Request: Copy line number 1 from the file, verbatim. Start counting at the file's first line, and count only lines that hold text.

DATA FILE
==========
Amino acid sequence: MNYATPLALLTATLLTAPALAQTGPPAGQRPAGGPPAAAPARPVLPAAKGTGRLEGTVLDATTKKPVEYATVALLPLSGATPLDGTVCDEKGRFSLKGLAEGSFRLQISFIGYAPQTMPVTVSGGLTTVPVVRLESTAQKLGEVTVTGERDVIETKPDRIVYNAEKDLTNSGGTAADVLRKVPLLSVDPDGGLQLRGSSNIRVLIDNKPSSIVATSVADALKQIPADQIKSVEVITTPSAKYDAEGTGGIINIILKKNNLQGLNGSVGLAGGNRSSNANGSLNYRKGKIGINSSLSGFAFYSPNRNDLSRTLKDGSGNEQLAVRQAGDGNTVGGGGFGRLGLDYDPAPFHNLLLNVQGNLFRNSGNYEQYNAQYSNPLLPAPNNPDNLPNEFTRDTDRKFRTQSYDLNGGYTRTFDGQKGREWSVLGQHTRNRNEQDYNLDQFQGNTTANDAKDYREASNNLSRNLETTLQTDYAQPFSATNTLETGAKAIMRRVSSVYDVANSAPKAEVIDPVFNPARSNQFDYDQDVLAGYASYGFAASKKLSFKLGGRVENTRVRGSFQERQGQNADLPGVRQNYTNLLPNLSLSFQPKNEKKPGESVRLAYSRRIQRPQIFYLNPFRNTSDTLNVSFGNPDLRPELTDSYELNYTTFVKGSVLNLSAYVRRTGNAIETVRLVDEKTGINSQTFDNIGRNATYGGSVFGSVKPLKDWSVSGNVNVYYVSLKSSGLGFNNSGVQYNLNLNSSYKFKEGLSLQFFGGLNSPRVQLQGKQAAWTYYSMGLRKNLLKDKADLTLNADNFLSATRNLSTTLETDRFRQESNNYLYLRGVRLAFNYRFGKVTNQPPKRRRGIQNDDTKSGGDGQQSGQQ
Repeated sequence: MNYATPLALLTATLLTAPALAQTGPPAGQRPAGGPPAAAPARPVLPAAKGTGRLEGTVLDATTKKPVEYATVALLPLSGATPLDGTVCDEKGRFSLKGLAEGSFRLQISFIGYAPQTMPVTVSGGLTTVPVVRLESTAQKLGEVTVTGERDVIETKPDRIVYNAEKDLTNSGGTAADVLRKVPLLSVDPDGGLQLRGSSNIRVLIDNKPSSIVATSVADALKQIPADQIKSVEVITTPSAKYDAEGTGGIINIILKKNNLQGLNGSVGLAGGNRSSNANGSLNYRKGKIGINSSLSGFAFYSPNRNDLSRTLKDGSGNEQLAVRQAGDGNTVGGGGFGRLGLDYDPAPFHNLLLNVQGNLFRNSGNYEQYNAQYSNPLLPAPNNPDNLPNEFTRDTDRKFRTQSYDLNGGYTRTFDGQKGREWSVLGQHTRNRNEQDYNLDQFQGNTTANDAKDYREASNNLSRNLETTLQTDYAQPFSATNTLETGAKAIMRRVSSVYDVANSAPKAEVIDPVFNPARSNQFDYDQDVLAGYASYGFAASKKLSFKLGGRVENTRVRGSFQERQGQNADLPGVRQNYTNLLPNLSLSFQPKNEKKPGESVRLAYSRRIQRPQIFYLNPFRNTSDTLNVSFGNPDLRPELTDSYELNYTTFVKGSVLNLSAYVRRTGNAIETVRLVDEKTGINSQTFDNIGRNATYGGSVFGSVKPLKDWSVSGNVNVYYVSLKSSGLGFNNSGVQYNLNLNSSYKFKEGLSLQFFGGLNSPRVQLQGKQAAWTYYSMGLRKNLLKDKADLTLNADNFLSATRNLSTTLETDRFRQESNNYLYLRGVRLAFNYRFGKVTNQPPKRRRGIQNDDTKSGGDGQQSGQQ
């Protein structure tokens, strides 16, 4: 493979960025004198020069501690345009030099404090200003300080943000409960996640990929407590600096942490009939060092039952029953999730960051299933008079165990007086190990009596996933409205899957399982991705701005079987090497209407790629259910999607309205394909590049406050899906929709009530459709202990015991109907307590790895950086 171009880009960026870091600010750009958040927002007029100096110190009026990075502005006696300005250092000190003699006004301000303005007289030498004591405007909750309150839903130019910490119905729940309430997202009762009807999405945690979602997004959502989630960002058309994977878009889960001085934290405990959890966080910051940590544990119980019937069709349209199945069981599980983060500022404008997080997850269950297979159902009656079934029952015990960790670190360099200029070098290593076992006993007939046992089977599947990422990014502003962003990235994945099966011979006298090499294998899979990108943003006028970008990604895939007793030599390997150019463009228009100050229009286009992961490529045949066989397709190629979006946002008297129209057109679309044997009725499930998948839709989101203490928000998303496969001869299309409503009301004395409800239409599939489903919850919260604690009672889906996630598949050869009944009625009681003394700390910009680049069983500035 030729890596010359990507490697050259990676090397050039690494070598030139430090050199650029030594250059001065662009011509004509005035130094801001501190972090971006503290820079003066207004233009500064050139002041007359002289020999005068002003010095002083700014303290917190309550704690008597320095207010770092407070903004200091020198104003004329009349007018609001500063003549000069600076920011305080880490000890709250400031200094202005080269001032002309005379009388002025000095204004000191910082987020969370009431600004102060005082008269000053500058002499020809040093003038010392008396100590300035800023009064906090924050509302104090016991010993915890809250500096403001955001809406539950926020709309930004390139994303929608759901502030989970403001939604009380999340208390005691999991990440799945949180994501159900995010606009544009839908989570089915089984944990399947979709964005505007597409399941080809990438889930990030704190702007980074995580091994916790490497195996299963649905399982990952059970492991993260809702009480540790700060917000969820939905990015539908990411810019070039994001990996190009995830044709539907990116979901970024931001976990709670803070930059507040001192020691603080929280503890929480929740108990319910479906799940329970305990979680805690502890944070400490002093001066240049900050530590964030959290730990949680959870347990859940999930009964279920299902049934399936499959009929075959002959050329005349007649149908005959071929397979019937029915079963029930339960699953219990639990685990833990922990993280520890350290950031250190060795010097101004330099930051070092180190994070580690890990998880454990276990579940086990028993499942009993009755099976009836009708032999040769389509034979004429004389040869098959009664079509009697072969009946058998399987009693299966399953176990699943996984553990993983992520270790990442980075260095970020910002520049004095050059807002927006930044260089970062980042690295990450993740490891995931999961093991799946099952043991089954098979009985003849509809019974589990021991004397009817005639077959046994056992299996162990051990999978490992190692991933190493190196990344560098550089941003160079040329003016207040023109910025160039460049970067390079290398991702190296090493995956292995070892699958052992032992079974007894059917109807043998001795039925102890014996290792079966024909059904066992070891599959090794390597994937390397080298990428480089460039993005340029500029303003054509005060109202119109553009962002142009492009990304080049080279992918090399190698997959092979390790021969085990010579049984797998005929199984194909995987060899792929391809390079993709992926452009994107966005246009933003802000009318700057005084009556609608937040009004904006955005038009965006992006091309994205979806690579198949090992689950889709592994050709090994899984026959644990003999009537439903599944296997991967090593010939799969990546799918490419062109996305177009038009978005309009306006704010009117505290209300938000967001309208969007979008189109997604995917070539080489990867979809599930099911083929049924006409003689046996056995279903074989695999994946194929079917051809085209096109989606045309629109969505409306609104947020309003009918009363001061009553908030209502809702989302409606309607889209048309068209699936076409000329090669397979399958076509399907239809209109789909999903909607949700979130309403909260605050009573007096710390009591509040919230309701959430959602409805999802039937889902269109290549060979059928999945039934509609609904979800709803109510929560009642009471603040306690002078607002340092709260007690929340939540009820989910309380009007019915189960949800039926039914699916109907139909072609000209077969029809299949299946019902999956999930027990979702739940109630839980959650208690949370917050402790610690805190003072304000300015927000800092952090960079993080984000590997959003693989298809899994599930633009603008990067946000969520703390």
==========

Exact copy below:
Amino acid sequence: MNYATPLALLTATLLTAPALAQTGPPAGQRPAGGPPAAAPARPVLPAAKGTGRLEGTVLDATTKKPVEYATVALLPLSGATPLDGTVCDEKGRFSLKGLAEGSFRLQISFIGYAPQTMPVTVSGGLTTVPVVRLESTAQKLGEVTVTGERDVIETKPDRIVYNAEKDLTNSGGTAADVLRKVPLLSVDPDGGLQLRGSSNIRVLIDNKPSSIVATSVADALKQIPADQIKSVEVITTPSAKYDAEGTGGIINIILKKNNLQGLNGSVGLAGGNRSSNANGSLNYRKGKIGINSSLSGFAFYSPNRNDLSRTLKDGSGNEQLAVRQAGDGNTVGGGGFGRLGLDYDPAPFHNLLLNVQGNLFRNSGNYEQYNAQYSNPLLPAPNNPDNLPNEFTRDTDRKFRTQSYDLNGGYTRTFDGQKGREWSVLGQHTRNRNEQDYNLDQFQGNTTANDAKDYREASNNLSRNLETTLQTDYAQPFSATNTLETGAKAIMRRVSSVYDVANSAPKAEVIDPVFNPARSNQFDYDQDVLAGYASYGFAASKKLSFKLGGRVENTRVRGSFQERQGQNADLPGVRQNYTNLLPNLSLSFQPKNEKKPGESVRLAYSRRIQRPQIFYLNPFRNTSDTLNVSFGNPDLRPELTDSYELNYTTFVKGSVLNLSAYVRRTGNAIETVRLVDEKTGINSQTFDNIGRNATYGGSVFGSVKPLKDWSVSGNVNVYYVSLKSSGLGFNNSGVQYNLNLNSSYKFKEGLSLQFFGGLNSPRVQLQGKQAAWTYYSMGLRKNLLKDKADLTLNADNFLSATRNLSTTLETDRFRQESNNYLYLRGVRLAFNYRFGKVTNQPPKRRRGIQNDDTKSGGDGQQSGQQ